Doc Hollidawg

March 14th, 2011
9:05 am

Baltisral – Not anywhere near what a BGE can do, but if you want a cheap alternative to a ceramic smoker, I made one of these (below) and it will smoke a fine pork butt. (Credit Alton Brown for the invention).

Two Clay Pots from the home improvement warehouse. One big one for the bottom and then on of the flatter one to use as a “top”. (About $30 for both)
A replacement thermometer for a regular grill. (about $5)
A replacement bottom grill grate for a Webber (about $10)
Electric Hot plate (I found one at Eckerds, that’s how long ago it was, for $10)
Pie pan (mine was free, came with a pie from Whole Foods we had bought)
3 bricks (free)

Place the big pot on the 3 bricks to form a base. Place the hot plate in the bottom of the pot running the cord out the drainage hole. Put the pie plate on the hot plate with wood chips of your choosing (my best mix was dry ones on the bottom with some well soaked chips on top of those). Turn on hot plate to low. I then put a loaf type tin tray across the pie plate as a drip pan (filled with some apple juice). Put in the grate, your brined and rubbed pork butt (5 lbs was ideal) and put the top on it. Put the thermometer in the draining hole on the top and voila…a ceramic smoker for about $60. Mine lasted for years. The hot plate had to be replaced once but that was it. Still have the pots but now they have herbs in them. (again, credit Alton Brown of Good Eats…he did this on one of his shows).

Diego

March 14th, 2011
9:15 am

I too cleaned my BGE yesterday smoked some chicken. This egg is my second one as I worn out the first one after 25 years….No better way to cook anything!

BFellows

March 14th, 2011
11:03 am

John and others: Definitely check out Adam Perry Lang’s ‘Serious Barbecue’. It’s the best gourmet smoking book out there. Will change your life.

glenn

March 14th, 2011
3:31 pm

Yeah I can cook meat or que on my Weber kettle better than my neighbor can on his egg . I grill alot & love my Weber Performer more than any grill . The ceramics are cool . I would get a primo before I got an egg . Thats made in Atlanta as well . As far as your pork , you are not reinventing the wheel . You basically opt for a wet rub instead of a dry . I do as well at times especially if I brine my meat .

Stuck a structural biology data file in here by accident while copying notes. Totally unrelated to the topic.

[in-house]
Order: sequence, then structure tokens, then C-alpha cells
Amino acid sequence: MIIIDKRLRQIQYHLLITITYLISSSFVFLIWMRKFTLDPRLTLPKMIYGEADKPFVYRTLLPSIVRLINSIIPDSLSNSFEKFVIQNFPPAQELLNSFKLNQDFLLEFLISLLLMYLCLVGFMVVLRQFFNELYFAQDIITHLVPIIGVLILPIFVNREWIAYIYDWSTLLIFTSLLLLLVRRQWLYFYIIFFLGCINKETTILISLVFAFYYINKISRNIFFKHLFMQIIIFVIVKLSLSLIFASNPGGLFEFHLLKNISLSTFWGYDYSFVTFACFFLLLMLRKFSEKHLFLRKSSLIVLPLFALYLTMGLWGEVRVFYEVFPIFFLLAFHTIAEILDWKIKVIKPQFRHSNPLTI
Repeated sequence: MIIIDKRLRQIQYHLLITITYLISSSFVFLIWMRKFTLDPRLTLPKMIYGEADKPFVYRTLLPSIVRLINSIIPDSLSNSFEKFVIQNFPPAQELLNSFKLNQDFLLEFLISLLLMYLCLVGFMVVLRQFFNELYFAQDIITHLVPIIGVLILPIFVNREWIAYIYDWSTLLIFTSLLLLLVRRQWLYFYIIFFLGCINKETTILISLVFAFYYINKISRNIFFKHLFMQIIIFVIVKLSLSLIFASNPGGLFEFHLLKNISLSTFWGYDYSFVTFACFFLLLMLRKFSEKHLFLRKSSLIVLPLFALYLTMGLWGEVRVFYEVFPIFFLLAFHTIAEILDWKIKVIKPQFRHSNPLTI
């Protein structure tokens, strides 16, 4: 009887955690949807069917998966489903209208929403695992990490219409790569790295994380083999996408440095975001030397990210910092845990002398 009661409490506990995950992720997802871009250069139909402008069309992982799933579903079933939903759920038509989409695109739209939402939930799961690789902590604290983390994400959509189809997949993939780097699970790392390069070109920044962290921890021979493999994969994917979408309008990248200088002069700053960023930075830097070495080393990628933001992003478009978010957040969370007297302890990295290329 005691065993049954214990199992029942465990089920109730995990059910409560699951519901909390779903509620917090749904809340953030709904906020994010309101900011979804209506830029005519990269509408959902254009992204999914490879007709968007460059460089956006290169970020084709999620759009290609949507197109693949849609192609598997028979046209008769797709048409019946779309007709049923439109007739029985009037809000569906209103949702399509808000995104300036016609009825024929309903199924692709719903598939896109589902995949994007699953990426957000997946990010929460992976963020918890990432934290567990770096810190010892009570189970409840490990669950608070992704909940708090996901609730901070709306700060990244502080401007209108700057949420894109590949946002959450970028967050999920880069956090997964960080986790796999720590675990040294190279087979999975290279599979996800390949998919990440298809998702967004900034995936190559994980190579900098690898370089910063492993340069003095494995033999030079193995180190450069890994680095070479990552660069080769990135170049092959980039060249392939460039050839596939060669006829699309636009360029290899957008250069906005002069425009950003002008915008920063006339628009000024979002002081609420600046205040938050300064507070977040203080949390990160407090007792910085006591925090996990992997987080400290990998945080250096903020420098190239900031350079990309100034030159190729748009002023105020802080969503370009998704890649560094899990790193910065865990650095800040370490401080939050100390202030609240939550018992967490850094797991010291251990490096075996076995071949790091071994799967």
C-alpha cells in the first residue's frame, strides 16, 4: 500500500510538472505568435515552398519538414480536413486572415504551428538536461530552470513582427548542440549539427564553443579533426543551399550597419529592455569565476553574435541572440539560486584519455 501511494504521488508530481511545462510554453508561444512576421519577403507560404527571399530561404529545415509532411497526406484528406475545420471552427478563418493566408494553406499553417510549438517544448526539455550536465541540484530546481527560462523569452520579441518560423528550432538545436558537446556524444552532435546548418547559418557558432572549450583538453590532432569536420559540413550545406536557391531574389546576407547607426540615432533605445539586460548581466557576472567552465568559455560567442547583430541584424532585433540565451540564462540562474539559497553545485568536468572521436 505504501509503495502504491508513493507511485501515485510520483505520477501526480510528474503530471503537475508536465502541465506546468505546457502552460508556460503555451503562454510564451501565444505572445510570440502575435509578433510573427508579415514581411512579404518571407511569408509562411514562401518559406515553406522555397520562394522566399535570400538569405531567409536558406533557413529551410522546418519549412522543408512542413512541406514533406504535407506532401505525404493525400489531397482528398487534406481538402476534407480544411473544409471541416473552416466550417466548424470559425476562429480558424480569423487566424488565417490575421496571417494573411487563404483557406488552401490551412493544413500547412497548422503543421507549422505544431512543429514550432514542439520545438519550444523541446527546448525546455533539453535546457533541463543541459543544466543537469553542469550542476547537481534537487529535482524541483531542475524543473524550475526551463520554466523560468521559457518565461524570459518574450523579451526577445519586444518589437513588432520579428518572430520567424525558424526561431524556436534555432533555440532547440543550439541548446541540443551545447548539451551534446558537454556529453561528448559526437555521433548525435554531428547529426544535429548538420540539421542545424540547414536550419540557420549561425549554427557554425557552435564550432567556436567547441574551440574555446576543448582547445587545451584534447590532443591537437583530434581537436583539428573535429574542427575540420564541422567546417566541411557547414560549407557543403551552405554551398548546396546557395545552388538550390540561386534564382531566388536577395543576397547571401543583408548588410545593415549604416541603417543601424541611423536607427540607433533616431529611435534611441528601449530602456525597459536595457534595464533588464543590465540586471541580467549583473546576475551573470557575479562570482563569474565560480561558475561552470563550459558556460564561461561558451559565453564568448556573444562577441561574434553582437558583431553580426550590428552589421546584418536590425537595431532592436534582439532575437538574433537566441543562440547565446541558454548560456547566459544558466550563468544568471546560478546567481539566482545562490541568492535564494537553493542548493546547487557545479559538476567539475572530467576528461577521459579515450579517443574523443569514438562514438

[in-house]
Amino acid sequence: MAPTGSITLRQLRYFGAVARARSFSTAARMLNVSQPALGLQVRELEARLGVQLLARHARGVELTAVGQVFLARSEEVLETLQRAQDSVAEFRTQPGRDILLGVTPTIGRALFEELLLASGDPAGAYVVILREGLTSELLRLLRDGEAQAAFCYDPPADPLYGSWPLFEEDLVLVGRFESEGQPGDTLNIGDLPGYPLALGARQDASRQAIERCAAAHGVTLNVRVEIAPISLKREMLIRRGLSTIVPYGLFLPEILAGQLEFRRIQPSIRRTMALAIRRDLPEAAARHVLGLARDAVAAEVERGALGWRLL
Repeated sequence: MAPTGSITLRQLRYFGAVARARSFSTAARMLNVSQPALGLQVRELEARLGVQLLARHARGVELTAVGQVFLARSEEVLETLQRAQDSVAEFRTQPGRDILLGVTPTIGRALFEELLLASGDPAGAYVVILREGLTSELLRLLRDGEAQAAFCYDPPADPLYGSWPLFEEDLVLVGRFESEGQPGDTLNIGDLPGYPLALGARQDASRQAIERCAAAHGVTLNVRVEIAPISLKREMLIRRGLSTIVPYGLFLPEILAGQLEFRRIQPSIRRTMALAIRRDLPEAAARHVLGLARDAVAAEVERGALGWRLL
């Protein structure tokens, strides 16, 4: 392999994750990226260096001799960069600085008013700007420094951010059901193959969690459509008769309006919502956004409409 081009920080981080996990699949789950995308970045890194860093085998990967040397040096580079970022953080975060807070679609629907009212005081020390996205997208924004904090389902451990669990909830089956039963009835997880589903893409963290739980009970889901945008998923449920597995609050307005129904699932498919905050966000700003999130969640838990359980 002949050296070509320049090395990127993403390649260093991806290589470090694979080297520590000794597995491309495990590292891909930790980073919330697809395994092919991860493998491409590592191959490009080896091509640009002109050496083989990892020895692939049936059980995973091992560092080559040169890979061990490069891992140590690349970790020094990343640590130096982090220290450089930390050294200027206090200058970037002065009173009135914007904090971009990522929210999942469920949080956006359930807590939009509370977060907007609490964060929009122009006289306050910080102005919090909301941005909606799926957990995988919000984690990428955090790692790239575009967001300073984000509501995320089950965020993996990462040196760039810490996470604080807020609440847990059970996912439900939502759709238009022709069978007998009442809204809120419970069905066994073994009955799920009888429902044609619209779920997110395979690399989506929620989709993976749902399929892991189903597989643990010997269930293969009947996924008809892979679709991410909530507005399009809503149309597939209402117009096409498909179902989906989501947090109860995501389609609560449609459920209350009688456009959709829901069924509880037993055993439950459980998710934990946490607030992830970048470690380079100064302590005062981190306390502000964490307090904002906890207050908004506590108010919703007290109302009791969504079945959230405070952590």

MCH

March 14th, 2011
7:11 pm

This is the way I always do pork on the egg – now I have a name for my technique! I can’t do the long hours stuff – too much advance planning required and we figured out how good it still tastes with the shorter cooking time. I don’t have to dust mine off, however, because we use it year round at least once a week. I have the umbrella beside it when we use it in the rain.

N-GA

March 15th, 2011
8:03 am

John – When I’m roasting or grilling meat, I always let the meat come to room temperature first. However, when I’m braising or slow-cooking meat, I don’t think it really makes any difference. Instead I use that time to get the meat in the braising liquid or in the smoke sooner!

PTC DAWG

March 16th, 2011
6:17 am

Any who doesn’t grill year round in this area, well, they are missing a LOT.

I have two Webers…a Kettle and the Weber Smoky Mountain. Between the two, there’s not much I can’t do.

Whatever you use, make sure it doesn’t burn gas and have fun.

John Kessler

March 16th, 2011
11:36 am

Hey, sorry for the late response to the lively discussion here. For those of you who have asked about the bringing the meat to room temperature: Maybe I could skip this step. But I am actually slow roasting, and the temperature may be as high as 300 degrees when I put the pork on. I suspect that having the pork at 70 degrees instead of 40 degrees when I put it on better allows that first great rush of woodsmoke to penetrate the surface. I could be totally wrong. But my pork always has a really evident smoke ring and smoky flavor.